The other night we introduced the boys to the joy and hilarity that is A Christmas Story. As a kid, I loved the movie because I thought it was hysterical. As a mother, I love the movie because it is cinematic vindication. It’s one, big nose-thumbing “I told you so.” All the fretting and the admonishing and reminding, the fear he would shoot his eye out, and when Ralphie finally gets that coveted Red Ryder, carbine action, two-hundred shot range, model air rifle, the first thing he does is nearly shoot his eye out.
It was all I could do to stop myself from jumping on the sofa and shouting “Ha ha!”
The hardest part of being a parent is not pregnancy, labor, birth or even nursing. Sure, you may never again be able to do jumping jacks without peeing your pants a little. You may watch in horror as your nipple stretches across the room when a curious infant turns her head, but they mostly snap back into place (both the nipple and the infant). Despite pleading with your ob/gyn to give you an extension on your six-week green light for sex checkup, you probably even found yourself ready, willing and even able to get jiggy with it again at some point.
The hardest part of being a parent is not the sleepless nights. Oh, they are tough, but eventually they end, even if it means stretches of heart wrenching sleep training while your spouse physically bars the door to the baby’s room and you wring your hands in a convincing imitation of Lady Macbeth.
The hardest part of being a parent is not the temper tantrums, the lack of table manners, potty training, sharing woes, weaning, or the aforementioned sleep training. It’s not watching your child turn their nose up at food they previously devoured, breaking up fist fights between siblings, creating a spread sheet as to who got to use the iPad first on which day. It’s not humiliating yourself on a regular basis by singing “The Wheels on the Bus” with spastic hand gestures because it makes your kid laugh in music class. It’s not even shelling out a ridiculous sum of money to go to a music class for nine month olds. Nope, it is none of those things.
The hardest part of being a parent is stopping yourself from saying “I told you so” on a regular basis.
I suppose it is a unique trait of childhood that you never think the thing which your parents warn you about is actually going to happen. I know there’s a lot of baloney thrown in there with the warnings. Chances are your eyes won’t get stuck if you cross them and the wind blows the wrong way. But honestly, when the chair eventually falls backward and you watch as your kid cracks his skull against the floor, it’s really hard not to stand there and say “I told you so”. Maybe admonishing them to wear clean underwear in case they get hit by a bus is taking it a little too far. But when the tire on their bike pops after repeated skids, despite multiple warnings that the tire will pop, it’s hard not to say “I told you so.” When someone gets a stomach ache because they ate a trough full of chocolate, or lost their favorite Lego mini figure, misplaced a library book they weren’t supposed to take out of the house, it’s hard not to say “I told you so.”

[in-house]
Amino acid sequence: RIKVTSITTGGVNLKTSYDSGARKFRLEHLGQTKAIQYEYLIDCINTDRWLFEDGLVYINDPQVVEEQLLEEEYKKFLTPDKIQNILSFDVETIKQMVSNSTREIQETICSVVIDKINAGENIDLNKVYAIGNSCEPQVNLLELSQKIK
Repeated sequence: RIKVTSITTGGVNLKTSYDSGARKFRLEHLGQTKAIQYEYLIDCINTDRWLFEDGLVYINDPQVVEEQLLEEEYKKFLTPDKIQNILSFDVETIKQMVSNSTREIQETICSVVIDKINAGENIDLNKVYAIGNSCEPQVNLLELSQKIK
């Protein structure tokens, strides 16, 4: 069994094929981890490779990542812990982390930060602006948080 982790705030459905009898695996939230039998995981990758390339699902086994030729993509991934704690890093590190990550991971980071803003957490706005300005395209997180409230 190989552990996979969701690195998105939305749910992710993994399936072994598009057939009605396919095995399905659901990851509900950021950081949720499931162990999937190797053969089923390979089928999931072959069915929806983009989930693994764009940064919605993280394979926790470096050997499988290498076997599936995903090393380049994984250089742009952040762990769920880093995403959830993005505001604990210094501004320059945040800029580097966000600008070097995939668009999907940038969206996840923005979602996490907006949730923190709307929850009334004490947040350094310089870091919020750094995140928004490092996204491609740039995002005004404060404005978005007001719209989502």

It never ceases to amaze me how genuinely surprised my kids are when the very thing I’ve warned them about happens. You can almost map the astonishment on their little faces, the confusion, the slight dawning of “maybe they do know what they are talking about’. This is inevitably followed by a swift denial and a ‘no way’. I know this because nine times out of ten they just go and do it again anyway, despite the obvious.
I know it is part of being a kid. It’s part of how you learn how the world works. I know that the consequences are natural and you have to let them make their own mistakes and on and on and the rest of the parenting psychology I can quote back at you. But oh man it’s hard sometimes. Having to swallow countless instances of “Well, what did you think would happen?” and “I told you so” and “Next time maybe you’ll listen to me” is tough. Sometimes I bite my tongue so hard I’m sure it’s bleeding. I’m not perfect. I admit to being in a situations when I just couldn’t stop myself. One of those times being when my son’s chair did indeed tip over backward and he cracked his skull on the wall...just like I told him would happen.
Obviously my kids think it is a fluke, a series of lucky strikes, that has allowed me to reach the ripe old age of 43. I mean, what do I know? Well, dumplings, for one thing I know if you lean back far enough in your chair, it’s going to eventually tip over. I know that if you play ball in the house you’re eventually going to break something. I know that if you are fighting, someone is almost always going to get hurt (and in the words of my own mother, “it ain’t gonna be me”). And I know beyond the shadow of a doubt, that if either one of my boys ever had a Red Ryder, carbine action, two-hundred shot range, model air rifle, they’d shoot an eye out. To be fair, probably not their own eye, but no doubt I’d be rushing to the Danish emergency room with someone’s eye in my pocket along with a host of Lego mini-figures and a shopping list.
Good old Ralphie Parker went to sleep on Christmas night, his nearsightedness saving his ass and his eyesight. He went to sleep clutching his new Red Ryder, carbine action, two-hundred shot range, model air rifle while dreams of bullseye coated sugar plums danced in his head. But every parent out there knows it is only a matter of time before he shoots someone’s eye out.
Then they have to face hardest task of all. Not shouting out “I told you so!”
The post is titled with an addendum of Part II because I used the title once before, here.